Swiss world tennis number one Roger Federer is aiming to write yet another piece of history at this year's Wimbledon Championships, which began on Monday.This content was published on June 23, 2008 - 08:05
But no less an authority than Björn Borg wonders whether Federer, who beat world No. 272 Dominik Hrbaty in the first match on Centre Court, can hold off Spanish nemesis Rafael Nadal.
Federer has faced world number two Nadal in the previous two Wimbledon finals – and it's getting closer: they played four sets in 2006, followed by a five-set "thriller", as Federer described it, in 2007.
What's more, Nadal has now won his first grass-court title - on June 15 at Queen's Club in London.
It's true that Borg has a vested interest: he is tied with Federer for the modern-era record of five consecutive titles at the All England Club and Federer is threatening to win number six.
It's also true that Borg wasn't exactly on the money when he predicted a tight French Open final on June 8: Nadal annihilated Federer 6-1, 6-3, 6-0.
Still, the words of Borg, who won Wimbledon five times and the French Open six times, carry weight and after watching the Roland Garros final from a front-row seat, the Swede said of Nadal: "If he survives the first couple of rounds this year, I pick him to win Wimbledon." Over Federer? "Yes."
Such was the emphatic nature of Federer's defeat in Paris, combined with the evidence of his form this year, that for the first time since his first Wimbledon win in 2003, Federer is considered fallible.
Question marks also remain over his health following a bout of the strength-sapping mononucleosis virus during the Australian Open in January.
Third-seeded Novak Djokovic, who toppled Federer in Melbourne en route to his first major title, senses fear creeping into Federer's game and thinks the Swiss was so shaken by his French Open defeat that his five-year reign at Wimbledon could end.
"Some things are changing. I think he's a little bit shaken with that loss and mentally he has been struggling in the last couple of months," Djokovic said on Wednesday.
"It's normal to have ups and downs after four years of absolute dominance. New names are coming – fresh, talented players who believe more they can win against him and I am one of them. Suddenly he is worried a little bit."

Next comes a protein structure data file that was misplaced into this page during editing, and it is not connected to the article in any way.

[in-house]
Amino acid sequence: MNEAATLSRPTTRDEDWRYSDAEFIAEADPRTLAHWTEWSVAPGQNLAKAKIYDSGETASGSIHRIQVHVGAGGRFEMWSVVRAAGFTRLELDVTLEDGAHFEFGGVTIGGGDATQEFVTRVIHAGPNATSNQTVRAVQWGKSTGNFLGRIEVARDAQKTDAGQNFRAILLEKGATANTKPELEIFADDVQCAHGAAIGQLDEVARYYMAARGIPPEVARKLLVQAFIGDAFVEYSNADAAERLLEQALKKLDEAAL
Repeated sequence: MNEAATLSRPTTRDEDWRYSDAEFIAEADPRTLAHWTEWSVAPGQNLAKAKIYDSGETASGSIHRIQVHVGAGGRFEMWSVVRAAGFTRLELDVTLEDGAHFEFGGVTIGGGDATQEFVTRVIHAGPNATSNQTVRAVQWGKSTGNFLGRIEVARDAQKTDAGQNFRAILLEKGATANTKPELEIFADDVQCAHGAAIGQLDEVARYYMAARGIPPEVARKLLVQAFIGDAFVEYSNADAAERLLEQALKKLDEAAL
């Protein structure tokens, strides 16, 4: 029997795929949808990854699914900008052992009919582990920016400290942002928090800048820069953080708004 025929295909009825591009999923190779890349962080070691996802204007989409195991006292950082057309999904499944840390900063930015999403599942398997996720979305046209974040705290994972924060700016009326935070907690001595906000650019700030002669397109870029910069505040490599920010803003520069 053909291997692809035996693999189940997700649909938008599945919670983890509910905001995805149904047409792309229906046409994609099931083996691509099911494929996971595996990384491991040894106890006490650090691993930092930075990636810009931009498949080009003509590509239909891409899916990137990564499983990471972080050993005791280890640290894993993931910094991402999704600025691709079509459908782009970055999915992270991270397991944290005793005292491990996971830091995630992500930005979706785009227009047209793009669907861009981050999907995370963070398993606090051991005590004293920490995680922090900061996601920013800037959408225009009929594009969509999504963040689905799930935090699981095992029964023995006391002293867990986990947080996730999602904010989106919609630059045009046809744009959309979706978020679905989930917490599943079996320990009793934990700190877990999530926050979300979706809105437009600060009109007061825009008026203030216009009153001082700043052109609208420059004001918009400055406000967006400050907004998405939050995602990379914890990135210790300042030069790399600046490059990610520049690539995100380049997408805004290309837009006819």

But René Stauffer, a Swiss sport journalist at the Tages-Anzeiger newspaper and author of "Quest for perfection: The Roger Federer Story", has no doubt that Federer can win his sixth Wimbledon title.
"Right now Roger is in a very good frame of mind," Stauffer told swissinfo. "He came to the clay court season not knowing exactly where he stood, then had yet another very good clay season. Now we're on the green stuff – that's Roger's territory. The clay is Nadal's territory."
Indeed Federer reacted to his worst loss in 173 career grand slam matches – and his first 6-0 set anywhere since 1999 – as one would expect: with a win.
In his first grass tournament post-Roland Garros, on June 15 Federer won his fifth title in Halle, Germany, and the 55th of his career. Federer's previous four Halle titles from 2003-06 were followed by Wimbledon triumphs three weeks later.
"That's exactly what I hope for this time," Federer said after his victory. "That's why I'm so satisfied. That's why I will go to Wimbledon with a lot of hope."
"Obviously it's a close race," admits Stauffer. "But what everyone is ignoring at the moment is that Nadal is building up pressure on himself on grass."
Stauffer says that to win Wimbledon Nadal "has to take the initiative and try to dominate".
"That's what he did last year – he was really aggressive, he was going for the shots – and he came awfully close to beating Roger. Basically Nadal just has to play the same way he did last year and try to make those crucial breakpoints."
Nevertheless the bookmakers once again make Federer the favourite in a three-horse race. But at 2-1 Nadal is closer than he was last year, and the longest odds on third seed Djokovic are only 4-1.
Behind Djokovic, at a distant 25-1, is sixth seed Andy Roddick. A week before the tournament, Switzerland's only other male entrant, 13th seed Stanislaw Wawrinka, was being quoted by one bookie at a tempting 200-1.
In the women's tournament there's nothing to choose between Maria Sharapova, who won in 2004, and Serena Williams, winner in 2002 and 2003 – both hovering around 9-4.
Switzerland's best female hope, 12th seed Patty Schnyder, is 200-1 to win, reflecting the fact she has never made it past the fourth round at Wimbledon. Timea Bacsinszky, world No. 69, completes the Swiss delegation to southwest London.
swissinfo, Thomas Stephens
In 2001 Federer ended Pete Sampras's 31-match winning streak at Wimbledon in the fourth round of the tournament.
By winning Wimbledon in 2003, Federer joined Stefan Edberg, Pat Cash and Björn Borg as the only players to win both the juniors' and men's Wimbledon championships.
Federer has won five consecutive men's singles titles at Wimbledon (2003-2007), a feat only ever accomplished by Borg.
Pete Sampras holds the record for the total number of Wimbledon wins with seven.
Total prize money Wimbledon 2008: £11,812,000 (SFr24,200,000)
Singles winner: £750,000
Singles runner-up: £375,000
First-round loser: £10,250
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